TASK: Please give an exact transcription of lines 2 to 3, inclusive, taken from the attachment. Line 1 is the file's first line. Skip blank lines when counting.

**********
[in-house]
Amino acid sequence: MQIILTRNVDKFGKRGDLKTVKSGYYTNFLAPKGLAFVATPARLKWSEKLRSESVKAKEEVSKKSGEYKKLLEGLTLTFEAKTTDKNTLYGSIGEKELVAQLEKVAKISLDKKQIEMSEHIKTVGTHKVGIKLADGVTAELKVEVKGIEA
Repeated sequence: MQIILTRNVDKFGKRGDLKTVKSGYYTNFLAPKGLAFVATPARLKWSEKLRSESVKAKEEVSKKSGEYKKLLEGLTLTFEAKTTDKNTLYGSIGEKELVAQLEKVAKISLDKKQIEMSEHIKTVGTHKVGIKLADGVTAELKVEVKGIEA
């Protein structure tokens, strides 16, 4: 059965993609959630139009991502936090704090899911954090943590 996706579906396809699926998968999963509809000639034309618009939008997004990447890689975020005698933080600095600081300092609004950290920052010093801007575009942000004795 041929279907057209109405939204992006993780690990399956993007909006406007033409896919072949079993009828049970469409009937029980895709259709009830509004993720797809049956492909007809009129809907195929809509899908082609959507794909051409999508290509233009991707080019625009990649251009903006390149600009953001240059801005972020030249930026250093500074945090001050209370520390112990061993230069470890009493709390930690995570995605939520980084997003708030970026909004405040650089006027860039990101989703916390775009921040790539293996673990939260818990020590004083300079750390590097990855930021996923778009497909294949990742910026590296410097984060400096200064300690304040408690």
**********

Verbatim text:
Amino acid sequence: MQIILTRNVDKFGKRGDLKTVKSGYYTNFLAPKGLAFVATPARLKWSEKLRSESVKAKEEVSKKSGEYKKLLEGLTLTFEAKTTDKNTLYGSIGEKELVAQLEKVAKISLDKKQIEMSEHIKTVGTHKVGIKLADGVTAELKVEVKGIEA
Repeated sequence: MQIILTRNVDKFGKRGDLKTVKSGYYTNFLAPKGLAFVATPARLKWSEKLRSESVKAKEEVSKKSGEYKKLLEGLTLTFEAKTTDKNTLYGSIGEKELVAQLEKVAKISLDKKQIEMSEHIKTVGTHKVGIKLADGVTAELKVEVKGIEA